Many pharmaceutical companies advertise sex enhancement drugs as rejuvenators, since the advertising companies figure out ways to make the strength evident in specific areas. Even if they don’t, they use role models with great bodies and achievements. Or they get people from legitimate professions, like doctors and nurses, to sell ‘medicated’ toothpastes, lotions and soaps.

No one can have a problem with such innocent marketing, but it makes the prospective buyer believe that its use will tangibly address their problems, and then they place children in the arena to give it the appearance of a ‘caring’ industry.

The dream factory is full throttle where the under 15 segment is put to test. There is no reason for such young people to suffer memory loss, but pills to enhance memory are sold, as recent reports in India suggest. In a society where education is primarily scorecard-related, there are psychological factors that have to do with failure, competitiveness and being left out. Besides affecting vital organs, this could lead to a slowing of natural alertness. Knowledge would be by rote and curiosity would disappear altogether. There are no proven results regarding the drugs, but the fact that no prescriptions are required makes it dangerous.

The youngsters, whose bodies are still growing, are being made aware of calcium and protein supplements that are available in natural foods. The magic word ‘Glucose’ is bandied about as though it is a cola and equally harmful if taken without medical advice.

The same goes for teens whose ambitions seem to be in the entertainment industry or at least to look like they could be in one of them. From their hair to their toes, they are being sold products that have vitamins. A loving mother believes that she is slathering her girl’s hair with protein for an early beauty regimen; she believes there is vitamin in the processed soup, which in fact is filled with preservatives. This mother had probably timed her baby’s birth with some auspicious occasion and opted for a Caesarean section and did not nurse because she felt her breasts would sag.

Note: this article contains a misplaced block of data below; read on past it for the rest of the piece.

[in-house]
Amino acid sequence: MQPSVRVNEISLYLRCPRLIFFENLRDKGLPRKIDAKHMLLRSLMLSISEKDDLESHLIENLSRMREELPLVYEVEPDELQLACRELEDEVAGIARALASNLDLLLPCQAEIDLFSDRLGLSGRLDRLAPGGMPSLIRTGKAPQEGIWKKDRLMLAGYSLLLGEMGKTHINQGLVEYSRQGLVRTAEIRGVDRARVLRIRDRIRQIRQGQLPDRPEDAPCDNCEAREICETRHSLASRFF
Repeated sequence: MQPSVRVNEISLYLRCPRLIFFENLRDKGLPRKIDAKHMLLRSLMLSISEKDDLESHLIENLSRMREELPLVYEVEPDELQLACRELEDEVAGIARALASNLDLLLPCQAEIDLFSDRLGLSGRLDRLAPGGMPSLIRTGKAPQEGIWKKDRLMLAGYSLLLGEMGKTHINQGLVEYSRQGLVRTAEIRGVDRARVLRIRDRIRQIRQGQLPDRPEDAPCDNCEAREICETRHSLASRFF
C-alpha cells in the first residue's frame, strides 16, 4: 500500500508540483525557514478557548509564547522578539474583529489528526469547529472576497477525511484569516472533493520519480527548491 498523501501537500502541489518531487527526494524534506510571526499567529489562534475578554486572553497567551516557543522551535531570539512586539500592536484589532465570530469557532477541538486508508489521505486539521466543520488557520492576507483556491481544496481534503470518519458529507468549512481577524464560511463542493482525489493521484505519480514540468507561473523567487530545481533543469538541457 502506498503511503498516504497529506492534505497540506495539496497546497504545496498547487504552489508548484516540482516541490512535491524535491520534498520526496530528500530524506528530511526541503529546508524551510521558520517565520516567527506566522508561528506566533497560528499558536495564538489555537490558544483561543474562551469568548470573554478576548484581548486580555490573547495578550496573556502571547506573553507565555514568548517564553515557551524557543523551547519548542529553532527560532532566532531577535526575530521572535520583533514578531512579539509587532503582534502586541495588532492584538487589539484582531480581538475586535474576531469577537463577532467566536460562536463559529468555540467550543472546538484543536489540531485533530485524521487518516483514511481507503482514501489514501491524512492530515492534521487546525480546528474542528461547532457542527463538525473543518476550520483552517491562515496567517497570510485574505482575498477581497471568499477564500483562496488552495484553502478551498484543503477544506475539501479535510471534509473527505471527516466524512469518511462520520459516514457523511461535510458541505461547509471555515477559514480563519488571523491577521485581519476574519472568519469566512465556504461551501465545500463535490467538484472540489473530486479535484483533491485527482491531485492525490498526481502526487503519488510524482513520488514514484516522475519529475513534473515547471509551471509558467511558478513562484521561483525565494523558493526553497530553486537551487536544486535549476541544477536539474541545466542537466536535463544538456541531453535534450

The hut I mentioned in the beginning is the mimicked reality. The woman who had stocked on a multinational company’s formula milk product was illiterate. She could not read and follow the instructions about how much powder to add to the water. Even if she did, her circumstances did not offer her the luxury to make use of a clean vessel to boil the water, sterilise the bottle and mix the right proportion; her poverty would also make her add more water to save on the powder and make it last longer. When I questioned her, she said that the lady in whose house she worked as a domestic help used this and her baby was healthy. For the slum woman it was not about vanity, but the thought that she should at least be modern in the upbringing of her children where she could. Her decision was also based on the fact that certain organisations do give free samples in the poor areas. Most of these are close to expiry date. Once the women have used them and see pictures of lovely babies, they immediately begin to think that they need to save money and buy the same product.

In a vicious circle in a world where trends prevail, the healthy babies will need to fake a malnourished look in the future to be the face and bodies of designer labels.


The Call and Kalmadi

“Ma’am, I need to speak to you.”

“What is this about?” I asked.

“You are on our database…of socially conscious people.”

“I am sorry but it’s not possible.”

“Ma’am, don’t you have two minutes?”

“In two minutes I can get noodles ready, not social consciousness.”

I cannot believe they are reaching your doorstep to ask you questions. This call was from my building’s intercom and am glad the watchman checked to see if I had invited any “laidiss”.

This little anecdote of the afternoon takes us straight to the shoe/slipper or whatever footwear that was chucked at Suresh Kalmadi, Commonwealth Games Organising Committee chief and chor.

Let us get one thing clear – there will be many voices who will now claim that he was nailed because of the hoo-haa at Jantar Mantar and at the urban social dos they will discuss “how wonderful that we made it and exposed that fellow”. Hello, hello, Ms/Mr Social Conscious, when you run your half marathon in designer tracksuits, don’t forget who you are running with, okay? And at one time Kalmadi was One Of Them. Suave. Smart. Just a li’l bit Slimy. Great organiser, though. I recall his Pune Festivals. He had a good eye for laavni dancers.

So, for the past few months, there was a cry of “Kalmadi, Kal…maa….di” and how he gave deals to people at pumped up prices. He has finally been arrested. Now, some are saying it is just an “eyewash”.

Nitin Gadkari, the BJP’s spokesperson, is talking sizes:

“Kalmadi is a very small thing. He had a limited role of deciding the expenditure of just Rs.1,400 crore for the Commonwealth Games...Prime Minister Manmohan Singh must answer as to why only he (Kalmadi) was arrested when every file related to the CWG had signatures of a Group of Ministers (GoM), cabinet sub-committee, expenditure finance committee, Delhi chief minister and Prime Minister's Office ( PMO ). All those involved in the Rs.70,000 crore scam should be arrested.”

So, why was everyone barking out only Kalmadi’s name or “thing” all this while? He says he has proof:

“They can file a defamation suit against me if they believe I am making false statements.”